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I have said it before and I will say it today (and I will say it in the future)–if I were forced to choose only a few principles from the -wise series I could use, one of them would no doubt be independent playtime. Roomtime is Independent Playtime (referred to as “solo playtime at our house) in a room. It is so valuable that I wanted to extend an invitation to each of you to do roomtime with your children.
Through looking at the -wise books, the suggested age for roomtime (instead of playpen time) is 18-22 months. On Becoming Toddlerwise says 18-20 months old (page 150). Babywise book II says 18-22 months old (page 76).
There will, of course, always be exceptions to this general age suggestion. Brayden started roomtime around 14 months because we started independent playtime late. Plus he was a big mover, and I think in general, big movers are going to be happier with a move to roomtime earlier than the sitting-type.
Kaitlyn moved over at 12 months. The reason for this, though, was that the floorspace in her room was not much larger than a playpen would be, and this way I could lazily not set up the playpen and take it down every day.
McKenna was just turning 20 months old when we finally had roomtime success. It scared her at first for some reason, but she was ready at 20 months.
Here is a key point: “It is important to increase a child’s boundaries as the child develops” (Toddlerwise page 151). Don’t wait too long to start roomtime or you will greatly frustrate your child. Also, don’t start it before your child has developed to the appropriate point. This quote is very applicable not only in roomtime, but in all aspects of parenting. You let go of control over time and give the child more freedoms. Hard? Absolutely. But part of growing up.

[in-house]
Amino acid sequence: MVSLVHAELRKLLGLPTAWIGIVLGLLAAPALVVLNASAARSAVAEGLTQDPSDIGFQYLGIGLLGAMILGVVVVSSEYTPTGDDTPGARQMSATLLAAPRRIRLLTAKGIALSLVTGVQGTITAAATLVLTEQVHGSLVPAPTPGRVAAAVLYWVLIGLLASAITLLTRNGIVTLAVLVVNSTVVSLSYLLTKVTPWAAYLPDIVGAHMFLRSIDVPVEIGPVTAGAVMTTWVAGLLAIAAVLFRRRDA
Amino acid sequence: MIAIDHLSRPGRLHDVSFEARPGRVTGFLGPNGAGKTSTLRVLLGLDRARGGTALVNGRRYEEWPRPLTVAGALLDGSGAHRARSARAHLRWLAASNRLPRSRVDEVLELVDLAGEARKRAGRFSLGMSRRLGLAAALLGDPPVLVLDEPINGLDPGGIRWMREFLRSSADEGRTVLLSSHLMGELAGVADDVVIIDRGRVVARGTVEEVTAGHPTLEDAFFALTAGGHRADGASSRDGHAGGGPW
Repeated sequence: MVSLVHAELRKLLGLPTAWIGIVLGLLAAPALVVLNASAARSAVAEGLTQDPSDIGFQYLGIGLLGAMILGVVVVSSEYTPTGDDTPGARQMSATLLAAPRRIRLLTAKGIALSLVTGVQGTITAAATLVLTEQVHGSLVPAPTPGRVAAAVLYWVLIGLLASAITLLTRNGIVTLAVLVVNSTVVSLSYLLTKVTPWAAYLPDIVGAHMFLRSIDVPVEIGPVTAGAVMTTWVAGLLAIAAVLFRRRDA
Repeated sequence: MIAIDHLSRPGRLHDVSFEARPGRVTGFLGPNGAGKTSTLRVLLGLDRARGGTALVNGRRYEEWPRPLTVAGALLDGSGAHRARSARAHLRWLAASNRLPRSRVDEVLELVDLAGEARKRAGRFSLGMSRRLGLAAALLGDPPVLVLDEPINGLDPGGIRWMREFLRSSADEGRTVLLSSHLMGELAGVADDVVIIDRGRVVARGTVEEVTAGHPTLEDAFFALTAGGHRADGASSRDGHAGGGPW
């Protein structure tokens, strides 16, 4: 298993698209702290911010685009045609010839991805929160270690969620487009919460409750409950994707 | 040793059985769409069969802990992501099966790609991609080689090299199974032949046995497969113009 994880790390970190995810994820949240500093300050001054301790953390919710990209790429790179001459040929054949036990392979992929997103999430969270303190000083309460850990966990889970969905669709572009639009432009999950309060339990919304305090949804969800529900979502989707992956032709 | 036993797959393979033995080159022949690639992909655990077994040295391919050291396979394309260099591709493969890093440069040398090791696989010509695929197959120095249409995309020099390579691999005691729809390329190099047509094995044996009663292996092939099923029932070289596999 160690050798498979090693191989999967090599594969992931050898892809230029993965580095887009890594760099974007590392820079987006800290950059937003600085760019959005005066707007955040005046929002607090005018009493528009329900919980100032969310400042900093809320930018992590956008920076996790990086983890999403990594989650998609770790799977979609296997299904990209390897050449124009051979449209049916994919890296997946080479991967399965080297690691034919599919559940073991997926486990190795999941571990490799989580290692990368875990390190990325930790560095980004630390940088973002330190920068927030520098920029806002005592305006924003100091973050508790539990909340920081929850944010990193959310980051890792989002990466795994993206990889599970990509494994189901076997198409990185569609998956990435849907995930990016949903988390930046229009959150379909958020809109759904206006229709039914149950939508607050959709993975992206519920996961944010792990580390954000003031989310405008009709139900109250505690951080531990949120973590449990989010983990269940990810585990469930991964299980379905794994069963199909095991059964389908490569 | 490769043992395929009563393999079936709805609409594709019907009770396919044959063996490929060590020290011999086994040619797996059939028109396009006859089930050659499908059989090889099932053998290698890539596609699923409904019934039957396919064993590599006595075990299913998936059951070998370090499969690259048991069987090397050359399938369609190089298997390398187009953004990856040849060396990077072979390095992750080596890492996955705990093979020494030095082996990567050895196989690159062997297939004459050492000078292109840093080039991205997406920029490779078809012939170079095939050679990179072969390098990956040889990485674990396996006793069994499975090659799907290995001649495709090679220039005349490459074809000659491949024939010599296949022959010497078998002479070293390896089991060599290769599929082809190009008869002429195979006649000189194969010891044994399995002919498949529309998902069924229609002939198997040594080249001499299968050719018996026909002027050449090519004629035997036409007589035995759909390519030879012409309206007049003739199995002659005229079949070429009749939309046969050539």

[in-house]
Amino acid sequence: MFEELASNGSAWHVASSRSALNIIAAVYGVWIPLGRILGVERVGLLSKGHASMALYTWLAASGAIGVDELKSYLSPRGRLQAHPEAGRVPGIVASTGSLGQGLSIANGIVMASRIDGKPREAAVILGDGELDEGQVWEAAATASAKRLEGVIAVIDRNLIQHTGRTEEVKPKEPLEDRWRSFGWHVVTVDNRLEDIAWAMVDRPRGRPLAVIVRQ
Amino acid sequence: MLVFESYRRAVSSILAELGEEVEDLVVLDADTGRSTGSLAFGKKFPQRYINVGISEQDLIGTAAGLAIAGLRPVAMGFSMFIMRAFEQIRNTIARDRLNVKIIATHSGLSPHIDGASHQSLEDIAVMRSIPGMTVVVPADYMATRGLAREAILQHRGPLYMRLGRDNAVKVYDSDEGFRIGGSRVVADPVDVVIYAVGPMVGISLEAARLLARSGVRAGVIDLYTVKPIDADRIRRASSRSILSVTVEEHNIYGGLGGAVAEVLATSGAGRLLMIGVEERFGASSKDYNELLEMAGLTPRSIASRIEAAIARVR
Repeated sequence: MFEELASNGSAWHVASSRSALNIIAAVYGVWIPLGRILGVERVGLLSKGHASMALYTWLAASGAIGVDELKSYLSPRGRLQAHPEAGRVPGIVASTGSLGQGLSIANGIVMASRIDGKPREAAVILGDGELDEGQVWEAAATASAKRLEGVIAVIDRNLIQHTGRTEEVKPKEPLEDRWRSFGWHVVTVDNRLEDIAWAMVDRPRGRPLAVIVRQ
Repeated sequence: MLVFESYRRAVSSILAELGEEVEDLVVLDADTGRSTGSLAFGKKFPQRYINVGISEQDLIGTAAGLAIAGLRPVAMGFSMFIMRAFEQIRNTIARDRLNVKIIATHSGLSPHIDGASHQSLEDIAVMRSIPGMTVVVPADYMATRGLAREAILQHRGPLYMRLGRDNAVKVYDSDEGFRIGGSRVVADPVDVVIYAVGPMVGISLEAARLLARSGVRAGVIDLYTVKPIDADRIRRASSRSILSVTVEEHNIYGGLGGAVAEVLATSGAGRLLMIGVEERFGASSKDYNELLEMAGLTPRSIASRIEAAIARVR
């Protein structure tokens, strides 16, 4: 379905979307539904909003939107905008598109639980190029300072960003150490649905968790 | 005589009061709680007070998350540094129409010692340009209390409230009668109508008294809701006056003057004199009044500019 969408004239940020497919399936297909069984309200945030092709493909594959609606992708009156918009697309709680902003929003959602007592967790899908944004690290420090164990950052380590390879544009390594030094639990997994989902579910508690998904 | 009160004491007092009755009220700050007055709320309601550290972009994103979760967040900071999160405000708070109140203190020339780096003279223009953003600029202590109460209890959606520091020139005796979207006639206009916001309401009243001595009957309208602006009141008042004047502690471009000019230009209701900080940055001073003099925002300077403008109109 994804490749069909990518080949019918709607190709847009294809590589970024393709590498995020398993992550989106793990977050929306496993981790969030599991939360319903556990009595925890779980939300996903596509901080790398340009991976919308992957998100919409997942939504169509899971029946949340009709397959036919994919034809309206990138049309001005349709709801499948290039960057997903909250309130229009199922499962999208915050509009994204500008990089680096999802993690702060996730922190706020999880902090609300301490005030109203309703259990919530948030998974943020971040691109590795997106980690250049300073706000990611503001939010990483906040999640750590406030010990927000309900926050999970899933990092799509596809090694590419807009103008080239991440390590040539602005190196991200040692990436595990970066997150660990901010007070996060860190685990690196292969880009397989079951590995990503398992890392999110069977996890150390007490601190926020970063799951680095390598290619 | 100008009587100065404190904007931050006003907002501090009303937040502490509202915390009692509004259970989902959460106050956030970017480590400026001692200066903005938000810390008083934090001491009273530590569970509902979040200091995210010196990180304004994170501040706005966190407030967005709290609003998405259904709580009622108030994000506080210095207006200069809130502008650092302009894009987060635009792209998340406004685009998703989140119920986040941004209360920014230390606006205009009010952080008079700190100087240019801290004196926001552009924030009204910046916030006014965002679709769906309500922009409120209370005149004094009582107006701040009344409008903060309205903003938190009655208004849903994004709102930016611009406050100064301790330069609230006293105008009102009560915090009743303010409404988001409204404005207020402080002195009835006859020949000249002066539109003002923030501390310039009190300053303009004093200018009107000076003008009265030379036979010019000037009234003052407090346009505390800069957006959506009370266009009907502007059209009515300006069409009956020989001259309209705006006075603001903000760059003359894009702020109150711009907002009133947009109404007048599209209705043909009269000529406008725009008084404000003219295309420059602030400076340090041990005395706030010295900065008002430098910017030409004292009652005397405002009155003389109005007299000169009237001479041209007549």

Roomtime takes place in a room, but which room is up to you.
My choice is the child’s room. I know it is a child-safe room without me right there telling them what they can and cannot do. Not all people can do bedrooms–you might have a sleeping child in the bedroom or the bedroom isn’t a safe room to play in.
In those cases, simply choose another location. The room does not fundamentally matter.
What is roomtime? Here are some basics:
- Structured learning time
- Something the parent decides. Mom decides when and where this happens–but that means mom has great responsibility for finding out when and where is the best time for it to happen. This means you tell your child when roomtime starts. Your child running off to play alone for an hour when he feels like it does not equate to roomtime.
- Child plays alone
- It is the extension of playpen time
- A gate might be necessary (or the shutting of the door) initially
- Eventually, you want the child to stay in his room without physical restrictions. For my older two, this happened as three year olds. McKenna is 24 months old and still requires a door shut (I do doors–not gates).
What isn’t roomtime?
- A time to “ransack the room” (Toddlerwise 150). This doesn’t mean your child won’t. Each child is unique. Brayden made little to no mess and usually cleaned up all of his toys right before I got him out of roomtime. Kaitlyn played with the toys before her and created a mess you would expect to see. Initially, McKenna made little to no mess, but then she went through a “tornado phase” when she got great pleasure in making messes wherever she stood–so of course roomtime turned into “ransack” time. It lasted 2-4 weeks and she then she moved to a normal sized mess.
- For more on this, see the post Independent Playtime Is Not…
“Yielding to parental instruction as standard behavior is part of the learning structure you’re attempting to establish. The self-control inherent in obedience is the same self-control that advances the child in other disciplines” (Toddlerwise page 151).
Here you are developing so many skills, one of the greatest being self-control. Self-control is, in my opinion, one of the hardest qualities to master. Think about adults. Who do you know who lacks self-control when it comes to finances? Do you know anyone who lacks self-control in eating habits? (um, you know me and sometimes I really don’t control myself, so answer yes). Know someone with a temper (other than your toddler)? Compulsive shopper? Gossiper? Procrastinator? The list goes on.
Self-control is not easy. Giving a child the opportunity to exercise this skill is a great gift. If self-control is achieved, you are setting your child up to be a healthier, kinder, more stable, more patient, better student, etc etc etc of a person than he would be otherwise. See why I sing its praises constantly?
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